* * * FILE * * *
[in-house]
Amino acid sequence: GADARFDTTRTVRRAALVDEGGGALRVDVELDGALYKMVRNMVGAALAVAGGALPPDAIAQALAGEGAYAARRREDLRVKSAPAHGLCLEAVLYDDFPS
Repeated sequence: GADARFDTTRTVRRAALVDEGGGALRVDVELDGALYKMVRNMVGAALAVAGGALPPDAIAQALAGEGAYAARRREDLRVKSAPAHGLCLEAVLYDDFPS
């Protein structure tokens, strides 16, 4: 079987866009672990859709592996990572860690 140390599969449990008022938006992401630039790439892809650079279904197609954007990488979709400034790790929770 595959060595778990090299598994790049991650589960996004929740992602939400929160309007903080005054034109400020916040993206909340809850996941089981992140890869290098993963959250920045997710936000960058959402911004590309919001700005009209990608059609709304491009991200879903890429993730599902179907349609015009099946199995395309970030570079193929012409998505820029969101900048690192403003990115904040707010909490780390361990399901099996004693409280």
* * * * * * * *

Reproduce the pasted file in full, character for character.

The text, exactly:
[in-house]
Amino acid sequence: GADARFDTTRTVRRAALVDEGGGALRVDVELDGALYKMVRNMVGAALAVAGGALPPDAIAQALAGEGAYAARRREDLRVKSAPAHGLCLEAVLYDDFPS
Repeated sequence: GADARFDTTRTVRRAALVDEGGGALRVDVELDGALYKMVRNMVGAALAVAGGALPPDAIAQALAGEGAYAARRREDLRVKSAPAHGLCLEAVLYDDFPS
């Protein structure tokens, strides 16, 4: 079987866009672990859709592996990572860690 140390599969449990008022938006992401630039790439892809650079279904197609954007990488979709400034790790929770 595959060595778990090299598994790049991650589960996004929740992602939400929160309007903080005054034109400020916040993206909340809850996941089981992140890869290098993963959250920045997710936000960058959402911004590309919001700005009209990608059609709304491009991200879903890429993730599902179907349609015009099946199995395309970030570079193929012409998505820029969101900048690192403003990115904040707010909490780390361990399901099996004693409280």